Law enforcement and intelligence agencies deal with large volumes of disparate data on a daily basis. Analyzing all this data across multiple data silos and structures, each with their own levels of security permissions, is a big challenge.
The Federal Data Strategy principles (https://strategy.data.gov/principles), as currently articulated, are a set of best practices and guidelines, which could be utilized to govern the development and maturity of an organization’s management of data as an asset. However, without guidance or a framework within which to actualize these principles, these principles may well be rendered a wish-list.
Any federal IT pro can tell you that analyzing log files is something they’ve been doing for years. That said, as applications get more complex, performance becomes more important and security issues increase. Log analytics are fast becoming a critical component of an agency’s monitoring and management infrastructure.
So much data, so little time. Disparate sources such as sensors, machines, geo-location devices, social feeds, server and security system logs, and more, are generating terabytes of data at unfathomable speeds. Getting any kind of real-time insight and, we dare you to dream, acting on that data as it flows in, is not an easy feat for resource-constrained government agencies.
Data is everywhere in government but turning that data into actionable information and insights remains a persistent problem. “We are data rich and information poor,” said Shelley Metzenbaum, a former associate director for performance and personnel management at the Office of Management and Budget (OMB) at a recent IBM Center for The Business of Government session on “Envision Government in 2040”.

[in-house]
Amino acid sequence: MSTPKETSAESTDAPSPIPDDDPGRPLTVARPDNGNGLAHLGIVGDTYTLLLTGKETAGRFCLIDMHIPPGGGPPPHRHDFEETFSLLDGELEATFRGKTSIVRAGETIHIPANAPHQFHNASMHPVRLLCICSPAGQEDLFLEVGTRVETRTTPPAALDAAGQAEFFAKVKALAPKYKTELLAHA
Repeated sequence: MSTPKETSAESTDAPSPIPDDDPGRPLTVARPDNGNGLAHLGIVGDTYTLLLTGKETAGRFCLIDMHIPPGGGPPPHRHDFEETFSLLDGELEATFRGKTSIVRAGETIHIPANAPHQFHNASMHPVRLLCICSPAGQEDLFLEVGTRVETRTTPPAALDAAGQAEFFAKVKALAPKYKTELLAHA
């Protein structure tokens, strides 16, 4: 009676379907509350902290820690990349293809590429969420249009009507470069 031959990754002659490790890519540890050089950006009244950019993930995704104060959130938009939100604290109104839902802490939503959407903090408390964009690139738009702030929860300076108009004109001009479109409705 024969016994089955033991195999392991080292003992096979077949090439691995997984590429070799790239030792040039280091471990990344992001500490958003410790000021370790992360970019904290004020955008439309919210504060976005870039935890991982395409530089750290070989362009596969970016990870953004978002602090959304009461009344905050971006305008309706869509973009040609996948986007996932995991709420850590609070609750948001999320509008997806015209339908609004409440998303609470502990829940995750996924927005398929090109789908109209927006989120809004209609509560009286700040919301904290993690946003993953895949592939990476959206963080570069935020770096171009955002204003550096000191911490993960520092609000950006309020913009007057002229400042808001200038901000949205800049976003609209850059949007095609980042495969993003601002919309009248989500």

At DLT, July is Big Data Month, where we will be highlighting all things big data in the public sector. To kick off Big Data Month, we sat down with DLT Chief Data Scientist Sherry Bennett to get her insights into what is going on the world of public sector data and analytics:
INTERVIEWER: So Sherry, what's your story and what led you to DLT?
Agencies are dealing with an exponential growth of data. But size isn’t the only problem. It’s where that data lives and how it travels between the private clouds, public clouds, and back to on-premises.
How do you protect, secure, and backup that data? How can your agency protect the right data and invest only in what is important to the mission, without creating a new set of data silos, incurring hidden storage costs, stalling developers, and introducing greater compliance risk?
The promise of the latest Facilities Management (FM) software is an exciting one of reduced asset and space management costs, increased productivity and a better-managed asset lifecycle. One downside of implementing new technology is that it increases productivity in one area and exposes or exacerbates bottlenecks or gaps in data or processes in another. Facilities management implementations have an Achilles’ heel called data.
As federal, state and local agencies amass more and more structured and unstructured data, the use of data analytics can help save time and resources in making informed decisions based on that data. However, challenges remain as agencies struggle to find the right skill set and manage the complexity of implementations for multi-structured data platforms.
In some ways, data has become just as much a colleague to federal IT managers as the person sitting next to them. Sure, data can’t pick up a burrito for you at lunchtime, but it’s still extraordinarily important to agency operations. Data keeps things going so that everyone in the agency can do their jobs – just like your fellow IT professionals.